I completely agree, especially when you consider those who may have voted to leave at the time but are now on record saying they would vote to remain if they could turn the clock back or given the choice again.


The British people have had the opportunity to stop Brexit by voting pro-EU in the EU parliamentary elections less than two months ago. The did not take that opportunity so it is time to stop complaining and just accept the consequences.
 
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Dutchy
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Re: Brexit part 6: Encore un moment Monsieur le Bourreau

Thu Jul 04, 2019 8:36 pm

AeroVega wrote:
The British people have had the opportunity to stop Brexit by voting pro-EU in the EU parliamentary elections less than two months ago. The did not take that opportunity so it is time to stop complaining and just accept the consequences.


That is bullocks, remain got more voted than Brexit, but that doesn't mean Brexit will be stopped.
Many happy landings, greetings from The Netherlands!
 
noviorbis77
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Re: Brexit part 6: Encore un moment Monsieur le Bourreau

Thu Jul 04, 2019 9:33 pm

Dutchy wrote:
AeroVega wrote:
The British people have had the opportunity to stop Brexit by voting pro-EU in the EU parliamentary elections less than two months ago. The did not take that opportunity so it is time to stop complaining and just accept the consequences.


That is bullocks, remain got more voted than Brexit, but that doesn't mean Brexit will be stopped.


No they didn’t.

Remoaners conveniently forgot to add the vote of the Labour Party even though they are committed to delivering Brexit.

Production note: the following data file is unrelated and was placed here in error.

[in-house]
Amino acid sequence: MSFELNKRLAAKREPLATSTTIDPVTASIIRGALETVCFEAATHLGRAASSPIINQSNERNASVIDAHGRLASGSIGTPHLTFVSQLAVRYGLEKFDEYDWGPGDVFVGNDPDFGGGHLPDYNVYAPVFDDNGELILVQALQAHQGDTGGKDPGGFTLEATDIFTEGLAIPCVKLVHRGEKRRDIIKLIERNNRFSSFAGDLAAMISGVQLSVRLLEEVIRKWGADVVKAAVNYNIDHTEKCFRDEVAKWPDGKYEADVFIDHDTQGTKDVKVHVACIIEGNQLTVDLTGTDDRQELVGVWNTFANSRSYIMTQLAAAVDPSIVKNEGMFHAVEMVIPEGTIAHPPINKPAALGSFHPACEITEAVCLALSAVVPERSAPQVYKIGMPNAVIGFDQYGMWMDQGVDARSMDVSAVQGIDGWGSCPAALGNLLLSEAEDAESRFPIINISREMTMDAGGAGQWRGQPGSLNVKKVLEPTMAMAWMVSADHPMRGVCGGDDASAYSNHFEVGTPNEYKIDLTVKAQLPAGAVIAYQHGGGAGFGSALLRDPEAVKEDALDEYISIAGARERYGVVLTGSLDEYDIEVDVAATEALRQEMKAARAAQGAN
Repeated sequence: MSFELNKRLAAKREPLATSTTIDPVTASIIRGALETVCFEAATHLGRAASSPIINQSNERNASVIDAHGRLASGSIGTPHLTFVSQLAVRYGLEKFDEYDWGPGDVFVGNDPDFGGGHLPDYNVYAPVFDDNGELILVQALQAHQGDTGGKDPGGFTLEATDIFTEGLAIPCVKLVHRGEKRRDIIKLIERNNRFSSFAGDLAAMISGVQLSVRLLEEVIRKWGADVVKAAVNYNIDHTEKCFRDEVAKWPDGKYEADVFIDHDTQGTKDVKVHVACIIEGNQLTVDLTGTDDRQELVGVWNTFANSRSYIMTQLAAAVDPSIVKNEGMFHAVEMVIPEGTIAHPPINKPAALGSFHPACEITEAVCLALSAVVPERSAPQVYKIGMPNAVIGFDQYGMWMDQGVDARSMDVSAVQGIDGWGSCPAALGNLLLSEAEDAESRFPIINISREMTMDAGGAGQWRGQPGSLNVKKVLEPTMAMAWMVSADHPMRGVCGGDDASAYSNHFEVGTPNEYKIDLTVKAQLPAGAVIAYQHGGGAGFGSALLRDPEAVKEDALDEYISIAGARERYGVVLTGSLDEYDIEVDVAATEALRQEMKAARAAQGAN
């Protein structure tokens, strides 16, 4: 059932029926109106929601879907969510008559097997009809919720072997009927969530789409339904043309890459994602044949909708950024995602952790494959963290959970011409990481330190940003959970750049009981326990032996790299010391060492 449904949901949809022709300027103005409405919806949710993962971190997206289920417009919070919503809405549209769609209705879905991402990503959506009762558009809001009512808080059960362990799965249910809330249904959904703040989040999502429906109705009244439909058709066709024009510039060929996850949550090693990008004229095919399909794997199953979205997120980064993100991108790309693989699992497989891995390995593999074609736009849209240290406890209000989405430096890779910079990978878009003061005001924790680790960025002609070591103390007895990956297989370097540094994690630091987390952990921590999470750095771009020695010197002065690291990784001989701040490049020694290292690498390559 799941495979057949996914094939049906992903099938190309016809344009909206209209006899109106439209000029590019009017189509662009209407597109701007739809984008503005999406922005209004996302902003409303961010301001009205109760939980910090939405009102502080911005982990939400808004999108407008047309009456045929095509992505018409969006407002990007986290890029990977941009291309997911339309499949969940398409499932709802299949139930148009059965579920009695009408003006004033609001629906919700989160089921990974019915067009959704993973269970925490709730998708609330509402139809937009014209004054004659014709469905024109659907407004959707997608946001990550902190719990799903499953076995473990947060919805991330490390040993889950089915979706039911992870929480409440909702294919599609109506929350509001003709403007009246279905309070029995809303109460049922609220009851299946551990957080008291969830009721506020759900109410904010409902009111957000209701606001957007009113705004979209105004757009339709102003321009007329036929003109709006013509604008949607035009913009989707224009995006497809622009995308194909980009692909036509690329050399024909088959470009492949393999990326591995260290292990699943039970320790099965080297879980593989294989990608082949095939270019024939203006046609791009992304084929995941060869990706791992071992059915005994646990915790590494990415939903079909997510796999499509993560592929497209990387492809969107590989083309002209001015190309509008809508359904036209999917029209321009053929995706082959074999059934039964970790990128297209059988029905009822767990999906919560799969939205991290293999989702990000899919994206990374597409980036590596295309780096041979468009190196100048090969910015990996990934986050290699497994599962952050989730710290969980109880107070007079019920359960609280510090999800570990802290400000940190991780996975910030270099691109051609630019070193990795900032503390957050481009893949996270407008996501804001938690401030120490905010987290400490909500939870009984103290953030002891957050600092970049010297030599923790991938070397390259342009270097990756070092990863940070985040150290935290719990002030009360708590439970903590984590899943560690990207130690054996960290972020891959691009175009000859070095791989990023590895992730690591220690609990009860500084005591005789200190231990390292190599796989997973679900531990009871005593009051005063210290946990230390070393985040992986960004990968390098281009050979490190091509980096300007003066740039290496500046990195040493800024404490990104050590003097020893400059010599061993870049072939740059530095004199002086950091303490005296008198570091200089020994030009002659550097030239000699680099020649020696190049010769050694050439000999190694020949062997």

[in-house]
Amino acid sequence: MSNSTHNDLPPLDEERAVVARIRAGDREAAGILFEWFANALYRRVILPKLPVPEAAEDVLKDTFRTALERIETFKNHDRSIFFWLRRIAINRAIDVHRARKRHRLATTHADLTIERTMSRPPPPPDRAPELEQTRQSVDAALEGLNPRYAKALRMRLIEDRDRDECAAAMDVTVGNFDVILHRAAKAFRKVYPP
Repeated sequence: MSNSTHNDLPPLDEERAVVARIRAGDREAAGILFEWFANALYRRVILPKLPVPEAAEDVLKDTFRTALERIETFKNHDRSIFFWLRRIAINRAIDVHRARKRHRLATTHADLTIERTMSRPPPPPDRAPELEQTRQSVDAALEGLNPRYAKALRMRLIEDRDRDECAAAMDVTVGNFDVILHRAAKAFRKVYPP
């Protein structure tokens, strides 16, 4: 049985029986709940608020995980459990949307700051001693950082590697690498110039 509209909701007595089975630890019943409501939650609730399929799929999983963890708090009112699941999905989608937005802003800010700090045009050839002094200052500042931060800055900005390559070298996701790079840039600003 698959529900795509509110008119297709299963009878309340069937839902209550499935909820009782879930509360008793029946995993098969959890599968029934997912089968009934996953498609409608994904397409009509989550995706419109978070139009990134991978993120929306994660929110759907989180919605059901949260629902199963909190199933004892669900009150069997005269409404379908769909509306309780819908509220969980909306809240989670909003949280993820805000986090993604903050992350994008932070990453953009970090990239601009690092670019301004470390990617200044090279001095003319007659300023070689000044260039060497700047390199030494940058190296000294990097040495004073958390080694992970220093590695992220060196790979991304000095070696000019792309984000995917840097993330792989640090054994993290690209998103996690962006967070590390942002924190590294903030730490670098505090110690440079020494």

Why must people keep making up false stories?
 
A101
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Re: Brexit part 6: Encore un moment Monsieur le Bourreau

Thu Jul 04, 2019 9:47 pm

Klaus wrote:

The UK veering away from the EU in standards and regulations forces a controlled border.



Where in the GFA does it state the UK must be aligned with EU standards and regulations?

Klaus wrote:

Because you've not left and diverged – yet.



Has the UK government been quoted that a hard(armed) security border will be established?

Now that would be in violation of the GFA

Klaus wrote:
You're grasping at straws in the hope of keeping a highway bridge from collapsing. Any agreements between the ROI and the UK are contingent on what the future relationship actually will be.



Nope you are wrong again.......”The British and Irish governments have signed an agreement that formally outlines the provisions of the Common Travel Area (CTA) once it leaves the EU”

As reported in the Irish times Thu, May 9, 2019, 10:54

And this certainly respects the GFA


Klaus wrote:

When the UK itself takes measures (Brexit and divergence from the EU) in full knowledge of thereby violating a standing peace treaty it automatically forfeits any subsequent demands for keeping that same border open after themselves creating the need for that border to be closed.



The UK has respected the GFA as you know this because you have yet to state where we are in violation of the agreement, the GFA will be respected on the UK side of the border but the EU seems heel bent on making accusations that we are not respecting it when we are going abouve and beyond in trying to make the border as frictionless as possabile when the EU refuse to collaborate.